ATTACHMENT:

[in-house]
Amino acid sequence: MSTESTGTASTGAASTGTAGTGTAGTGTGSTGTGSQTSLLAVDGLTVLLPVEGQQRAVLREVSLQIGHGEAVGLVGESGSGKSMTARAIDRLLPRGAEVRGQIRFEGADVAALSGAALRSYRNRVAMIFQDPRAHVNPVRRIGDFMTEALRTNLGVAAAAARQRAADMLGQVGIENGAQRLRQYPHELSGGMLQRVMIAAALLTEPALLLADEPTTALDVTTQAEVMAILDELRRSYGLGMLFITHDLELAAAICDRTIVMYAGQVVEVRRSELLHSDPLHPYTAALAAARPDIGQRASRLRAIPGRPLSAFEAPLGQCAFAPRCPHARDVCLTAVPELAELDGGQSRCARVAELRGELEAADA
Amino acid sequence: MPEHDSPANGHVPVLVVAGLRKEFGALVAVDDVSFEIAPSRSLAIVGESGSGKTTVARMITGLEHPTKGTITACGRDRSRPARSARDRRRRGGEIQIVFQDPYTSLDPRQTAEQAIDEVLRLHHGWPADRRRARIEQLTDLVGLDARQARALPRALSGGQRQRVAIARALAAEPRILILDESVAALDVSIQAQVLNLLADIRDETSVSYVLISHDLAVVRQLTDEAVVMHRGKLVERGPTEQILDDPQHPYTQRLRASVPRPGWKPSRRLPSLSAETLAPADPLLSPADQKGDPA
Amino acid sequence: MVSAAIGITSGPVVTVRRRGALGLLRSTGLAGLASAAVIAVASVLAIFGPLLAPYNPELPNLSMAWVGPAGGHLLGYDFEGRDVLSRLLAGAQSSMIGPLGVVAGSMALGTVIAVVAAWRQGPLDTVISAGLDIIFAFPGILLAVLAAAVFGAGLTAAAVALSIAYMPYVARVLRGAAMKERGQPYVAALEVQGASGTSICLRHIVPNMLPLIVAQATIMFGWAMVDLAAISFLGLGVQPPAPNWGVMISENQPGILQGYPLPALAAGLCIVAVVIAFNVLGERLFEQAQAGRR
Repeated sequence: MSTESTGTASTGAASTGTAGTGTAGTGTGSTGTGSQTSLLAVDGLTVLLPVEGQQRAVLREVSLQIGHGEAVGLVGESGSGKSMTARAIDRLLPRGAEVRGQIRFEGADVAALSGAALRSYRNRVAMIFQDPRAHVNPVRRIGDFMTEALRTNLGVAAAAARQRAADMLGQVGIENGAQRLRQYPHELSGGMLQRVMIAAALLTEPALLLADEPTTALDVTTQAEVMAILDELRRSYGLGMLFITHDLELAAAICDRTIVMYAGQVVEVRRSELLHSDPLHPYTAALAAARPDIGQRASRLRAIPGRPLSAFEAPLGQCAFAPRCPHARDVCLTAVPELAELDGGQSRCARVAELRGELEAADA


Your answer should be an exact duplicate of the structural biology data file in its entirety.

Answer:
[in-house]
Amino acid sequence: MSTESTGTASTGAASTGTAGTGTAGTGTGSTGTGSQTSLLAVDGLTVLLPVEGQQRAVLREVSLQIGHGEAVGLVGESGSGKSMTARAIDRLLPRGAEVRGQIRFEGADVAALSGAALRSYRNRVAMIFQDPRAHVNPVRRIGDFMTEALRTNLGVAAAAARQRAADMLGQVGIENGAQRLRQYPHELSGGMLQRVMIAAALLTEPALLLADEPTTALDVTTQAEVMAILDELRRSYGLGMLFITHDLELAAAICDRTIVMYAGQVVEVRRSELLHSDPLHPYTAALAAARPDIGQRASRLRAIPGRPLSAFEAPLGQCAFAPRCPHARDVCLTAVPELAELDGGQSRCARVAELRGELEAADA
Amino acid sequence: MPEHDSPANGHVPVLVVAGLRKEFGALVAVDDVSFEIAPSRSLAIVGESGSGKTTVARMITGLEHPTKGTITACGRDRSRPARSARDRRRRGGEIQIVFQDPYTSLDPRQTAEQAIDEVLRLHHGWPADRRRARIEQLTDLVGLDARQARALPRALSGGQRQRVAIARALAAEPRILILDESVAALDVSIQAQVLNLLADIRDETSVSYVLISHDLAVVRQLTDEAVVMHRGKLVERGPTEQILDDPQHPYTQRLRASVPRPGWKPSRRLPSLSAETLAPADPLLSPADQKGDPA
Amino acid sequence: MVSAAIGITSGPVVTVRRRGALGLLRSTGLAGLASAAVIAVASVLAIFGPLLAPYNPELPNLSMAWVGPAGGHLLGYDFEGRDVLSRLLAGAQSSMIGPLGVVAGSMALGTVIAVVAAWRQGPLDTVISAGLDIIFAFPGILLAVLAAAVFGAGLTAAAVALSIAYMPYVARVLRGAAMKERGQPYVAALEVQGASGTSICLRHIVPNMLPLIVAQATIMFGWAMVDLAAISFLGLGVQPPAPNWGVMISENQPGILQGYPLPALAAGLCIVAVVIAFNVLGERLFEQAQAGRR
Repeated sequence: MSTESTGTASTGAASTGTAGTGTAGTGTGSTGTGSQTSLLAVDGLTVLLPVEGQQRAVLREVSLQIGHGEAVGLVGESGSGKSMTARAIDRLLPRGAEVRGQIRFEGADVAALSGAALRSYRNRVAMIFQDPRAHVNPVRRIGDFMTEALRTNLGVAAAAARQRAADMLGQVGIENGAQRLRQYPHELSGGMLQRVMIAAALLTEPALLLADEPTTALDVTTQAEVMAILDELRRSYGLGMLFITHDLELAAAICDRTIVMYAGQVVEVRRSELLHSDPLHPYTAALAAARPDIGQRASRLRAIPGRPLSAFEAPLGQCAFAPRCPHARDVCLTAVPELAELDGGQSRCARVAELRGELEAADA